Emile emphasized that a reason to specify the MIB is to permit different devices to perform control and measurement and get metric measurement results. Essentially to have many separate domains, each having potentially different access capabilities to the measurement information.

In general, the MIB would allow for both the control and reporting of IPPM measurements. It has an emphasis on flexibility of measurement types, and also to flexibly report - to allow a customer of your network to have his own view of the measurements taken. Matt asked who thought this was a really bad idea - no hands. He asked how many had read the document - about 8 hands.

There were two comments from the floor. First, the MIB was a good idea, and appropriate for results but security is a concern. Second, we now have 2 requirement documents and perhaps we should finish the one-way protocol requirements document before we think about a MIB that contains control information.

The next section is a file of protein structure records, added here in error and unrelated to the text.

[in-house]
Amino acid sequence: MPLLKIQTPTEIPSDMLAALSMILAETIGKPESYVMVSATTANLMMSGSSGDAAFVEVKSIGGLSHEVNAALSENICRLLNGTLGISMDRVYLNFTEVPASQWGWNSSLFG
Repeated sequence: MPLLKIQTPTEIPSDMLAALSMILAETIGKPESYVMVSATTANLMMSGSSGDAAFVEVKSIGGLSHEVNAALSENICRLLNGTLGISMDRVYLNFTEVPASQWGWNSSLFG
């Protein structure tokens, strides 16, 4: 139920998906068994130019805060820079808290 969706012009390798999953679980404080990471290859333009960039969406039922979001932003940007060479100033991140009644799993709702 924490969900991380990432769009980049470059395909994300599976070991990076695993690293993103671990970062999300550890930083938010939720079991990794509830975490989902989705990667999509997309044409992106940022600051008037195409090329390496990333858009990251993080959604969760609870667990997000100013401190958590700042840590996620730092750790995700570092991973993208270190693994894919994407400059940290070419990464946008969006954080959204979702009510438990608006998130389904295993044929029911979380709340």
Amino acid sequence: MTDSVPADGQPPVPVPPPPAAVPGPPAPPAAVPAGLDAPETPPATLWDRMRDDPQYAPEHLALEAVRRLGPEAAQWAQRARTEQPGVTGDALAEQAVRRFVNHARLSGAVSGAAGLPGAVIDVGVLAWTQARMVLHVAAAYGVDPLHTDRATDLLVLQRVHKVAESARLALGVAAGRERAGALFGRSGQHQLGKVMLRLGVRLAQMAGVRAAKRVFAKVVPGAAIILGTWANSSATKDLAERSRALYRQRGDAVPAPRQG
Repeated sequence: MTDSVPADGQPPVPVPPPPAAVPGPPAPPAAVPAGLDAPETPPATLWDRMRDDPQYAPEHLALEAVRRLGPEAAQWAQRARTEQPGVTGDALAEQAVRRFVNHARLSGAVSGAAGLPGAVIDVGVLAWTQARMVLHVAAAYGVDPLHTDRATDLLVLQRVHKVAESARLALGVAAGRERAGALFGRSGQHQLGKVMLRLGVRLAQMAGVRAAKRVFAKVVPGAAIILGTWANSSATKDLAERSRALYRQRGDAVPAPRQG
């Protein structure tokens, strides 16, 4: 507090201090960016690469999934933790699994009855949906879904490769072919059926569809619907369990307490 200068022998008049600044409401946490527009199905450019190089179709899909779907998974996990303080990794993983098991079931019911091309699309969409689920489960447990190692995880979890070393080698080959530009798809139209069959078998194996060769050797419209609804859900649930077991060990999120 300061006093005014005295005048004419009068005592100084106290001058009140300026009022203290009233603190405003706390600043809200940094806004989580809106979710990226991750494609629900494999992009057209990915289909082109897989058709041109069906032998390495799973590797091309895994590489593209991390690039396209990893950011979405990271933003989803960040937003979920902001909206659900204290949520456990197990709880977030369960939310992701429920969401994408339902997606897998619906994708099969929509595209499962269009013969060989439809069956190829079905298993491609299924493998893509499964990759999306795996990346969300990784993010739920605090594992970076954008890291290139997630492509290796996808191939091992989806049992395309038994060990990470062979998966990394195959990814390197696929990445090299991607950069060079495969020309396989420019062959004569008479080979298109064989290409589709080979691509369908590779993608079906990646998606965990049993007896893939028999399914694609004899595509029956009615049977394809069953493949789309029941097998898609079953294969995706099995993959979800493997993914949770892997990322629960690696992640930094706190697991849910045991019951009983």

6. Discussion on charter/milestones/potential new work

Discussion on Emile's topic was cut off, and we did not get to further discuss the charter since the meeting had to adjourn for MEGACO to start. The chairs asked that further discussion be taken to the mailing list.


Network Performance Measurement with Periodic Streams
First experiences with the IP Delay Variation Metric